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'We're not all rednecks and warmongers…'
Americans disown hate mail
They're speaking out their arse.
Always an education to read the Outrage of the Ignorant and Flag-Wrapped.
The Register's coverage has been excellent.
I'm no particular fan of Cockburn, but it's very hard to find ANYONE who doesn't kneel and kiss the establishment ring.
Best wishes, and keep up the good work.
...please tell me that you received some e-mails from my fellow citizens that DIDN'T include such pointless and gratuitous use of scatology?
I'd like to believe that we, as a nation, still have the capability for reasoned, respectful discourse in disagreement.
Or should I just give up and move to England??
I just wanted to say to yourself and The Register, a great job for bringing sanity to this debate, but why print the rantings of a complete hypocritical tosser like Nathan McCourtney? Is it any wonder with a nation whose attitude is thus, that people are willing to die themselves to chastise it?
All I can say to Nathan is that why is it ok for the US to mass murder 100,000s of civilians? Why is it ok for the US to carpet bomb other countries?
Please, to a "religious peoples" that Americans claim to be, what happened to only God can judge, turn the other cheek and foregiveness? Or is that only for elections and Sundays?
Perhaps a mass aid program for Afghan (and other) refugees might undermine the terrorists. I don't know many cases where the cause of the problem is also the cure. It would only cost a fraction of military operation as well.
Just think if you could hear the following :-
"OK apart from the food, education, health care, roads, employment, housing what have the Americans ever done for us?".
Robert Davis was yesterday's correspondent who chastised us for mentioning Echelon. Igor Grunschev has this take:-
Robert Davis says "I've got nothing to hide, do you?"
If you could pass Robert's email on to me, I'd appreciate it. Since he has nothing to hide, I'd like to get his social security number, phone number, address, mother's maiden name, some bank account information and maybe some miscellaneous stuff like his driver's license number, a recent photo, that kind of thing. Since he's got nothing to hide I'm sure he won't mind sharing with me.
I'm always happy to meet people with "nothing to hide."
Perhaps [the vitriolic letter writers] should read Mark Twain's "War Prayer" from 1905.
I hope you keep covering the developments, even if some people don't quite like the opinions.
As the sabre rattling intensifies I expect we'll see more jingoism and less sense.
I just finished reading the replies you got from various coverings of the "Attack on America". I found humorous, though perhaps sickly so, that all (Or at least most) these responses came from Americans, such as myself. These are people who live in a country which guarantees the freedom of speech, yet they're blasting you and others for the opinions and criticisms you've voiced.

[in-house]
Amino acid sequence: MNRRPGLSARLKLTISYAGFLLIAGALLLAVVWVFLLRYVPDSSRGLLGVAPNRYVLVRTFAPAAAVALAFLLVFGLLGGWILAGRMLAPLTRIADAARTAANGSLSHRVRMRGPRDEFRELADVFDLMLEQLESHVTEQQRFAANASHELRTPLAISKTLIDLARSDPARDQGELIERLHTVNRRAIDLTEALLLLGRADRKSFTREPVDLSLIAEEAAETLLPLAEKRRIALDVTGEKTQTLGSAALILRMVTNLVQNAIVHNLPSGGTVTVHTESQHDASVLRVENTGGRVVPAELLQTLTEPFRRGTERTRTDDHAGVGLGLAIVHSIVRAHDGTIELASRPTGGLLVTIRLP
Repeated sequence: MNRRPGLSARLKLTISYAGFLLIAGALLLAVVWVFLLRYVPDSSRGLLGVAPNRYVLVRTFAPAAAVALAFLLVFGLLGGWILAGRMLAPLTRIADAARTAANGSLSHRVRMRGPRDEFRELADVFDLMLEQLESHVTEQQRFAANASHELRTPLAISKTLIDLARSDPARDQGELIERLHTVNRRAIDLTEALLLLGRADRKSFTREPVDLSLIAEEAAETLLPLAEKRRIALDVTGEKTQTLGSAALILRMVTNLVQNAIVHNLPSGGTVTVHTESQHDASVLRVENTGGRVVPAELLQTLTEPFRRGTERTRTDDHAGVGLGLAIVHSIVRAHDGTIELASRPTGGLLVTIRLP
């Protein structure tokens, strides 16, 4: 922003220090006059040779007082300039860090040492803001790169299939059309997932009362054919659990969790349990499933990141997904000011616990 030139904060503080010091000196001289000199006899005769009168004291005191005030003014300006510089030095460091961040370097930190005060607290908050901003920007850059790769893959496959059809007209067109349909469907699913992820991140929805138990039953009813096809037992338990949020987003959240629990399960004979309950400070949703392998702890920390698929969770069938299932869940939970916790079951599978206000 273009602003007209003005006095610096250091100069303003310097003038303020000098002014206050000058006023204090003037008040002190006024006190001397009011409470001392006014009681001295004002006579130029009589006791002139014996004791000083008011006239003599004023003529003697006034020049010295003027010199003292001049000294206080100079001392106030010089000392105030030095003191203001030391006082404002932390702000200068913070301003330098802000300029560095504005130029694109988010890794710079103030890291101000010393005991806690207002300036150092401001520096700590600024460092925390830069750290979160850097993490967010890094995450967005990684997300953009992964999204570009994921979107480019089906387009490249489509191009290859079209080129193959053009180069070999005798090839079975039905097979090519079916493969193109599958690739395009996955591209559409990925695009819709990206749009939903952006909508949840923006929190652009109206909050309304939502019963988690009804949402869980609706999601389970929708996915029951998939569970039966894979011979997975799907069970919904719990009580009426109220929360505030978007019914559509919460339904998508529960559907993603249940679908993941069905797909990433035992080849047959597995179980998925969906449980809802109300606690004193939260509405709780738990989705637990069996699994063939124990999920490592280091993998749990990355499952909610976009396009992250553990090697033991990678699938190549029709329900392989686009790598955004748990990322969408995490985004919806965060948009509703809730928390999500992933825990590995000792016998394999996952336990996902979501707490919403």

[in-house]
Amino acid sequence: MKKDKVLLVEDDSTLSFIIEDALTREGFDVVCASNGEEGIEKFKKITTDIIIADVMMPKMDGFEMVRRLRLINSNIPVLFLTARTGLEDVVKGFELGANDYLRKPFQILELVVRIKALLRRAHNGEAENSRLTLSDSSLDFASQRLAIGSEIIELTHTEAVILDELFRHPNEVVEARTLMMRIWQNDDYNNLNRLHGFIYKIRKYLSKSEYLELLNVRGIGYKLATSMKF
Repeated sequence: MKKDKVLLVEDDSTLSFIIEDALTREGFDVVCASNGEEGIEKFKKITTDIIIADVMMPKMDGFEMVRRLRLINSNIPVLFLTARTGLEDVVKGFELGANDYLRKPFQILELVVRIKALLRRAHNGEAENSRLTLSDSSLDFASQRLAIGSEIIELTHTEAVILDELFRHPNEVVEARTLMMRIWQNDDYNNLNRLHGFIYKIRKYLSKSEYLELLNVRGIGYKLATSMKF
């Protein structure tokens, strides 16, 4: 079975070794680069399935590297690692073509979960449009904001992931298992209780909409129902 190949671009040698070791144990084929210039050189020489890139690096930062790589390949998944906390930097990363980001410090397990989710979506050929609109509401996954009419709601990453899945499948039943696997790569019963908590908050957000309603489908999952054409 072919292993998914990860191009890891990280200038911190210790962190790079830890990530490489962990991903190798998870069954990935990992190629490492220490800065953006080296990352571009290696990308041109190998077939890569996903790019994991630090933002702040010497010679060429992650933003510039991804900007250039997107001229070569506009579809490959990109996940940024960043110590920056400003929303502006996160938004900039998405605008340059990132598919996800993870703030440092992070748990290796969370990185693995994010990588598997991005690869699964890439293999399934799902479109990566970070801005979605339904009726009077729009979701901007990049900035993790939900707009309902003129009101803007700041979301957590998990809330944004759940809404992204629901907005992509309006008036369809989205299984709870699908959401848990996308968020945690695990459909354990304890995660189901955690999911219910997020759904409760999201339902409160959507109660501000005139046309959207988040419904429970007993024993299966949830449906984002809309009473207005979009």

I must say that myself, I highly regard both The Register and all of your opinions, because they are just that; Your opinions. Of course, recently I do agree with many of them. Apparently when a tragedy of this magnitude happens, we are supposed to completely forget all injustices our government and people have done in the past (Even very recent past) and focus our attention on bombing the living hell out of somebody - anybody. I disagree with this, though I may get impaled by an American flag for saying so. I don't even think it matters who we attack anymore, as long as we don't like them. I can't quite recall what section of our Constitution gives us the right to bomb whomever we see fit, but I'm pretty sure it is under the heading "Impatient Rednecks".
Keep on voicing your opinions. Please.
I have to say that I'm angry -- but not completely surprised -- by some of the less perceptive readers who have been criticizing the Register's perspective on the Bush administration's actions. Not only do they fail to see the cause and effect of U.S. actions abroad, but they exhibit an alarming lack of self-examination or critical thinking when it comes to the
behavior of our nation as a whole.
I have repeatedly asked some of the more vociferous warmongers among us what they thought motivated the terrorists in the first place, and no one seems
to know. Or they parrot Dubya's puerile comment, "they hate freedom." Very few people even think to question U.S. foreign policy in the Middle East.
Indeed, many think that this attack came out of the blue, and don't know the tendency of the United States to push its own interests abroad with little
regard for the sovereignty or interest of other nations.
And no one dares criticize Dubya's dunderheaded isolationism, for fear of being labelled un-American. Hell, even Colin Powell is starting to get
angry with him.
While the full complexity of foreign relations undoubtedly escapes the majority of educated people in both the U.S. and Europe, I fear that it's the arrogance of most U.S. citizens, let alone our government, that will lead to the death of more innocents. The lone fact that many would rather
attack you than try to understand your differing perspective drives this point home.